Recruit and Retain: The Future of Education

Teacher Side Jobs

A teaching credential is the ticket to a public school teaching position. It's also valued in other education-related jobs. Teachers who want to earn some side money may find themselves with quite a few options! Opportunities include tutoring, enrichment classes, assessment, curriculum development, and resource creation.

Opportunities Available Through One’s School or District

Sometimes that extra side gig is for one’s own district. Teachers often put in many hours beyond what they are contracted for. Most don't increase pay. However, certain types of formal activity can. Teachers coach softball, lead competitive teams, sponsor clubs, direct orchestras, put on performances, travel with their kids. What, if any, money they receive will vary. Stipend moneys are location-dependent. A defining question is whether the role is outside the scope of one's job duties. Also at issue is the school’s budget. The state or local education authority may have a list of stipend amounts that can be paid, but school budgets can significantly limit selections, so additional extra-curricular activities are generally a labor of love.

At the elementary level, some teachers receive extra moneys for providing after school classes (enrichment or support). Sometimes on-site activities are tuition-based.

Teachers who teach summer school through their districts can expect to be paid for the work. The educational authority may have a separate hiring process for these positions. They can be popular!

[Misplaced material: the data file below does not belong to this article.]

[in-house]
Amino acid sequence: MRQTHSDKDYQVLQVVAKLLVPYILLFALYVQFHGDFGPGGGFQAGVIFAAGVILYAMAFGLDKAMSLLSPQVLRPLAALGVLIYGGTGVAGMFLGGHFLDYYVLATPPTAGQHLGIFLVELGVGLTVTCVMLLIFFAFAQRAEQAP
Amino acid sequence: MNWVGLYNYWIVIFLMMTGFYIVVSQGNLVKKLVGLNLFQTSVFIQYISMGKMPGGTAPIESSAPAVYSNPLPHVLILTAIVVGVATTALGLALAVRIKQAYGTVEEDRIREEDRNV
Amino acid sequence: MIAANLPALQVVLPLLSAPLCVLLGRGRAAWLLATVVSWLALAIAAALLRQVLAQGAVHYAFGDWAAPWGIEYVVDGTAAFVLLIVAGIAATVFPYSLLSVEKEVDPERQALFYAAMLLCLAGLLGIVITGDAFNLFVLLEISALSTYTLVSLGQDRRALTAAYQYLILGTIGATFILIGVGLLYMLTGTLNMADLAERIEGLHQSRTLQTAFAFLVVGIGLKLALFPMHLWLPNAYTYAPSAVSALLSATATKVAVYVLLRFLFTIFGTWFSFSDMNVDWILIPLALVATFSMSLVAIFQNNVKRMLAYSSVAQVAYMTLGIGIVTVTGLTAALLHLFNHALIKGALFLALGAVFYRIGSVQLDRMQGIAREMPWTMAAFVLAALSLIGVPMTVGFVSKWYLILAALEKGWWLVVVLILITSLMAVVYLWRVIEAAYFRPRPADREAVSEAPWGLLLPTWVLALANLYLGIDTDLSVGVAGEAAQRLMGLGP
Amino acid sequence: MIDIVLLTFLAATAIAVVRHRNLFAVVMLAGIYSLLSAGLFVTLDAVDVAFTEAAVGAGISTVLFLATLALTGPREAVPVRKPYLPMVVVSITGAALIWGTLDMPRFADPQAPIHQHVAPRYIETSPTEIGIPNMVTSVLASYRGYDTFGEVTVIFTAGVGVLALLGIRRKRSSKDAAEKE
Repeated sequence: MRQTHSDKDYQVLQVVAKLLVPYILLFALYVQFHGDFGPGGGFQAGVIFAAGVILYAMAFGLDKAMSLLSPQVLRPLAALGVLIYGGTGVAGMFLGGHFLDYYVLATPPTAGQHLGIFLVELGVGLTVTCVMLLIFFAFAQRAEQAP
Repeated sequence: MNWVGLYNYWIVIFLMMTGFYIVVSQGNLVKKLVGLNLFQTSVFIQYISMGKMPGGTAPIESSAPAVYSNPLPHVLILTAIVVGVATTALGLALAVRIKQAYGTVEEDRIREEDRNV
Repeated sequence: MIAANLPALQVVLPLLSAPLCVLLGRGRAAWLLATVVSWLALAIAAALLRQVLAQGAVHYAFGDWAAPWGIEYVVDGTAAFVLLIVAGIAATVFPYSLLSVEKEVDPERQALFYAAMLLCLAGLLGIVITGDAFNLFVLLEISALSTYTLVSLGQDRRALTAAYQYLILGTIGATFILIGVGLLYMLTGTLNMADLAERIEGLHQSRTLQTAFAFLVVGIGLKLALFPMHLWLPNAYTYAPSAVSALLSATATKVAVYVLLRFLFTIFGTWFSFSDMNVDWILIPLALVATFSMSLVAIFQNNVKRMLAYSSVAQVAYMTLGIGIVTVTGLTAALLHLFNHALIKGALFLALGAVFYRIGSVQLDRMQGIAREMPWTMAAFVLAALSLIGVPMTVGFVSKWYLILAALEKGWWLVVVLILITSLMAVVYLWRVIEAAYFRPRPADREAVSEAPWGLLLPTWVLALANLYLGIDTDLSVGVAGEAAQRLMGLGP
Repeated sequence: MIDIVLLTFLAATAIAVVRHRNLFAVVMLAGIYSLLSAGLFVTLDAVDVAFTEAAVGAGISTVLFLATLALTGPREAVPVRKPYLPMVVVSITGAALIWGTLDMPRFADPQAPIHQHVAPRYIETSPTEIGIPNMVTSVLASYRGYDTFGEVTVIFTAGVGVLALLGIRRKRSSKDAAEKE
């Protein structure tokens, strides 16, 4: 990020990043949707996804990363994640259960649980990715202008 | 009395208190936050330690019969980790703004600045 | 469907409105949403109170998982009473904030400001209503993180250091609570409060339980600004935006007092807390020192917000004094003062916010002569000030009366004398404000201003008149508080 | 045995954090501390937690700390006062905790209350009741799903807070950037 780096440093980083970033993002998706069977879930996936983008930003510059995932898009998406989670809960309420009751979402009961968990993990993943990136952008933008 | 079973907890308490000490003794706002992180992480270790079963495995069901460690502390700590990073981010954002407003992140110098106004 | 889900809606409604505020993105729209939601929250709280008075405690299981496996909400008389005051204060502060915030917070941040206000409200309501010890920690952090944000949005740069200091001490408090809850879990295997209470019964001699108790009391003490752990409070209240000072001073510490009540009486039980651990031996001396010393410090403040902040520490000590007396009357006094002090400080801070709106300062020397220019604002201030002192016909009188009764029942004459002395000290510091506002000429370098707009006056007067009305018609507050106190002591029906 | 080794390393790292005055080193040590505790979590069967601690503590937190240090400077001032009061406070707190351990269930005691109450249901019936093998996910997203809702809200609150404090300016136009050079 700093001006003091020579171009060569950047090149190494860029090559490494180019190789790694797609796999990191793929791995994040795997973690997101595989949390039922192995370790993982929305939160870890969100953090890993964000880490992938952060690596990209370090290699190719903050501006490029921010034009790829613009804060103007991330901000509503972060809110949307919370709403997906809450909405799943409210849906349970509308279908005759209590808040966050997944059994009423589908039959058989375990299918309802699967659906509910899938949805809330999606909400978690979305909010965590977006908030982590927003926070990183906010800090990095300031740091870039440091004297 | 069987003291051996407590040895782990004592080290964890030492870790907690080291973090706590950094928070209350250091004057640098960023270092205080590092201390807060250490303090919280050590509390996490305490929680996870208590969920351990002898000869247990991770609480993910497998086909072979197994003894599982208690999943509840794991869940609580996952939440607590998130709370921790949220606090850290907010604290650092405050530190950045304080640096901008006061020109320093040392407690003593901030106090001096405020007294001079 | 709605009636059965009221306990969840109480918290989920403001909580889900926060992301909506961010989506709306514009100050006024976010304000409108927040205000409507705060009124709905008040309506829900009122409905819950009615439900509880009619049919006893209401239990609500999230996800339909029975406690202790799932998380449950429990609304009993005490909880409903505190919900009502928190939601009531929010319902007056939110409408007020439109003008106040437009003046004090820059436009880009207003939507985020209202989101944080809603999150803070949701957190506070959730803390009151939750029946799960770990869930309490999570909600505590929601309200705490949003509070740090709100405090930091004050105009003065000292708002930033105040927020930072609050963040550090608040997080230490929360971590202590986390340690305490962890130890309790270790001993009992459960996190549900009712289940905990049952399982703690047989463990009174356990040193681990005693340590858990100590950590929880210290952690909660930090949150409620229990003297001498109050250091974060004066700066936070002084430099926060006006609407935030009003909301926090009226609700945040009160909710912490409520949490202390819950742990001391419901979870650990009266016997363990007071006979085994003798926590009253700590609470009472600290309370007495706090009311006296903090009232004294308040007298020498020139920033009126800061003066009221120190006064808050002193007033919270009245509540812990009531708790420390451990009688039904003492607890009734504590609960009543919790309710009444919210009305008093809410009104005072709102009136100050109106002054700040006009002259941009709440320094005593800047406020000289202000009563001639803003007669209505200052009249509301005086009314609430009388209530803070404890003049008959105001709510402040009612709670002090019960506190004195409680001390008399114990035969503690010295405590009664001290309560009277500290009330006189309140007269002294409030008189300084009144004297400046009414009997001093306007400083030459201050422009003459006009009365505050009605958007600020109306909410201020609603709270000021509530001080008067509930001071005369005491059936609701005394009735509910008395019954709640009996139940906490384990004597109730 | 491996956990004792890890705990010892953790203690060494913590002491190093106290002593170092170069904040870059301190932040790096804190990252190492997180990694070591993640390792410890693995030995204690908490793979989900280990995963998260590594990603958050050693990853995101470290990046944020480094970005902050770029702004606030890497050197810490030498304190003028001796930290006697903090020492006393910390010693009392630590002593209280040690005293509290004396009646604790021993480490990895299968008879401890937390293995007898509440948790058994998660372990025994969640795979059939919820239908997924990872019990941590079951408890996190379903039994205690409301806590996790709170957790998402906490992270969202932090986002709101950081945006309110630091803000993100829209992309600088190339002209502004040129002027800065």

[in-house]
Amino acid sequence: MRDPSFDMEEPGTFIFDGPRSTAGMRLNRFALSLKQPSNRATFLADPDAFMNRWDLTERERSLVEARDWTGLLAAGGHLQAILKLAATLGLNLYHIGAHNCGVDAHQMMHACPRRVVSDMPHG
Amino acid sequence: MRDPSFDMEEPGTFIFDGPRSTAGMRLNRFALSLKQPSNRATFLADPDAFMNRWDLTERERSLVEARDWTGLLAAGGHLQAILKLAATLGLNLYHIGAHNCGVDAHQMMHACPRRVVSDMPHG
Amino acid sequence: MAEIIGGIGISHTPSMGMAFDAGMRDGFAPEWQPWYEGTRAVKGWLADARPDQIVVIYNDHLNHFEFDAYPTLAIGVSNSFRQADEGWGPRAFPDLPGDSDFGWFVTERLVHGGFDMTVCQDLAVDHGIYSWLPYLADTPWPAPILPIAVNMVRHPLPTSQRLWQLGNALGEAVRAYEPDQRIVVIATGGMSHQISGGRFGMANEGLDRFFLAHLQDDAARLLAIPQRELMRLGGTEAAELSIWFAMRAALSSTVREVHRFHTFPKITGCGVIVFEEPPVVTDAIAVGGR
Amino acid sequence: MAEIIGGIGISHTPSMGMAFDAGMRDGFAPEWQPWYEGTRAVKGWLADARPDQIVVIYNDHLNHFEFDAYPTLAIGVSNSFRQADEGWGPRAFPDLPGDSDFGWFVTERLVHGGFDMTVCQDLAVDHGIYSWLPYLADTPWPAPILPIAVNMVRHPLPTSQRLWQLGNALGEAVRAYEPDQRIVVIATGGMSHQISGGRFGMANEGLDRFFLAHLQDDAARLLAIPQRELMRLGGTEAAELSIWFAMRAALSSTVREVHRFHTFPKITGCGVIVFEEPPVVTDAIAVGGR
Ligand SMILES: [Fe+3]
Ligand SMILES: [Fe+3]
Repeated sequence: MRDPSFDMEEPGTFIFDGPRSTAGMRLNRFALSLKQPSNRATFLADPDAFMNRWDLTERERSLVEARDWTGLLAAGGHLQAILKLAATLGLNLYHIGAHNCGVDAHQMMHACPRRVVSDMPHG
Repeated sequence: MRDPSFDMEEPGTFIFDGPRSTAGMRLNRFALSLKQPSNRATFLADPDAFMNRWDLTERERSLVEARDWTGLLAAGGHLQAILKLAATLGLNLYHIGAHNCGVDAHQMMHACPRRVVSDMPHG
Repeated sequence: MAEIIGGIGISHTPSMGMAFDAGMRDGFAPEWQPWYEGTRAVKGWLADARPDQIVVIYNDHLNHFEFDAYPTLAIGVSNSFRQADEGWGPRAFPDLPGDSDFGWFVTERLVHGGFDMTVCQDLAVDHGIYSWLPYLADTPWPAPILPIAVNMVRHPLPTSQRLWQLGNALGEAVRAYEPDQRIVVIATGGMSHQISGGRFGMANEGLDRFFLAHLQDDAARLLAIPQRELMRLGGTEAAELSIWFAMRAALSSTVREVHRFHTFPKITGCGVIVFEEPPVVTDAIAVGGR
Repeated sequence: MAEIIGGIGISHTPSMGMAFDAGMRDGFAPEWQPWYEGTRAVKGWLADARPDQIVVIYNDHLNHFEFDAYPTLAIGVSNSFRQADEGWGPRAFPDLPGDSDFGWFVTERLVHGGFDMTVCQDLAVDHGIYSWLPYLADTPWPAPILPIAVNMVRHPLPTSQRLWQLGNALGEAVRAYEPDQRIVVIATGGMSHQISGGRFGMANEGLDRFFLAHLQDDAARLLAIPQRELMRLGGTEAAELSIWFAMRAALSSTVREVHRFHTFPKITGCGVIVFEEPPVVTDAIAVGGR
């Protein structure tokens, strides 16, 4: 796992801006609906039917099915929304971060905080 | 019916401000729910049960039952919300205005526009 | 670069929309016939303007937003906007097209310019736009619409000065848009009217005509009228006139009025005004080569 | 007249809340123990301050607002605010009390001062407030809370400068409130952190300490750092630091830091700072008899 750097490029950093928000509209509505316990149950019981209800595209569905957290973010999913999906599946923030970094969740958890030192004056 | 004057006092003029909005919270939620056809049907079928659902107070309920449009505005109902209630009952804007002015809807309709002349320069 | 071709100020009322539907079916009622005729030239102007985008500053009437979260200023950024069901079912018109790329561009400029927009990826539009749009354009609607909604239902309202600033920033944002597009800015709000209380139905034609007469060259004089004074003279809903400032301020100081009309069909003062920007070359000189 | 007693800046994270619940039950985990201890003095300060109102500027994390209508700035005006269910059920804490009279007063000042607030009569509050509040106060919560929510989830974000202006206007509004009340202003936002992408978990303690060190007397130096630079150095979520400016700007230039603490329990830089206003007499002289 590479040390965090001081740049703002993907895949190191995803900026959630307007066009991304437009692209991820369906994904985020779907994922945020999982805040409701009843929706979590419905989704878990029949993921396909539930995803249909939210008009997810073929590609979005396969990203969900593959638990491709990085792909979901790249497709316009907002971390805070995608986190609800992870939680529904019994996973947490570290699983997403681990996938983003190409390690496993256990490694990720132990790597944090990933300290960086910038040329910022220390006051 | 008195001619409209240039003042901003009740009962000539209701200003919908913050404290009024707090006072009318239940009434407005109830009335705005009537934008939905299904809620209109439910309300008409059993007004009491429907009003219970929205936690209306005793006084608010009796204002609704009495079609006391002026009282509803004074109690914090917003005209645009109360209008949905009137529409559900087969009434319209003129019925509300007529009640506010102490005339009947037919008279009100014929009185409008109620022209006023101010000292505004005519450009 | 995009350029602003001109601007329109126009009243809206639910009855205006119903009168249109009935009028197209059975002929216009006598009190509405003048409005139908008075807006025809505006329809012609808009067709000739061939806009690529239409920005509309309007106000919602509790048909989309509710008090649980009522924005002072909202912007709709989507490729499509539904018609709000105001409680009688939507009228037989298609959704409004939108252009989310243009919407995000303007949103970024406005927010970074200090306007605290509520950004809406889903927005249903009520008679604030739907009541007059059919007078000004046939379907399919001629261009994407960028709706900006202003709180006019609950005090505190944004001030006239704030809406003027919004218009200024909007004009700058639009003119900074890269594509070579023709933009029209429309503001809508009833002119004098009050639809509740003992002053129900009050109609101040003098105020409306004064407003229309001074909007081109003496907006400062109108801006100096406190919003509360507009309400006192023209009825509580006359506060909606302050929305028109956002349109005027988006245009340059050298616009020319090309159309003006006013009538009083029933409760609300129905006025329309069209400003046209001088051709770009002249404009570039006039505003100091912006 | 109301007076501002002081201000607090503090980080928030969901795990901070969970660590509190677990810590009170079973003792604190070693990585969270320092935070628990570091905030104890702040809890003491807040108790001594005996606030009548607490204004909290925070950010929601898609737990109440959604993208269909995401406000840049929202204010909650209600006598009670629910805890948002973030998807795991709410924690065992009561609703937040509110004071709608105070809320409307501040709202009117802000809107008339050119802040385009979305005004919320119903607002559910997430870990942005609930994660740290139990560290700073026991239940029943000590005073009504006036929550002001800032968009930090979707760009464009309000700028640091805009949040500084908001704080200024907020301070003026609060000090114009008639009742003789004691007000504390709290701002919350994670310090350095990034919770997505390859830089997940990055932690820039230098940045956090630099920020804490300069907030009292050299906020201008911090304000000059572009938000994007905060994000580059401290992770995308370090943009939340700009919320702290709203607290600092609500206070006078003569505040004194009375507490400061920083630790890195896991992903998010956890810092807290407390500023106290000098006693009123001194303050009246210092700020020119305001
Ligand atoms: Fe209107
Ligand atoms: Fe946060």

A classic side job: tutoring students other than one's own! Some teachers tutor online. Among the many options: TESOL (teaching English to Speakers of Other Languages). Students may be at that moment on the other side of the world. Online platforms have grown sophisticated indeed. Online teachers provide presentations and work out equations on a shared platform.

Tutoring in the surrounding areas can be lucrative if one has adequate space or has transportation to travel to students. Sometimes teachers tutor outside their own field. An elementary teacher, for example, might enjoy tutoring budding writers at a slightly older grade level. Test prep tutoring can be lucrative. Teaching experience is valued, but for some high level tests, the crucial thing is having scored high oneself.

Assessment Scoring

Scoring assessments is a common seasonal gig. Open-ended assessment questions need human readers. Degreed professionals score state assessments as well as SAT and ACT essays. There are different types of free response questions: short answer, essay, even math. In an open-ended math assessment, the reader might consider the steps the test taker took and the level of mathematical reasoning involved.

Pearson and ETS are big names in scoring. The pay per hour will depend on the particular assessment project. So will the working conditions. Many projects will pay quite a bit less per hour than what a teacher earns in the classroom. On the other hand, there can be perks. Some projects are scored online from a personal computer; the hours can be quite flexible.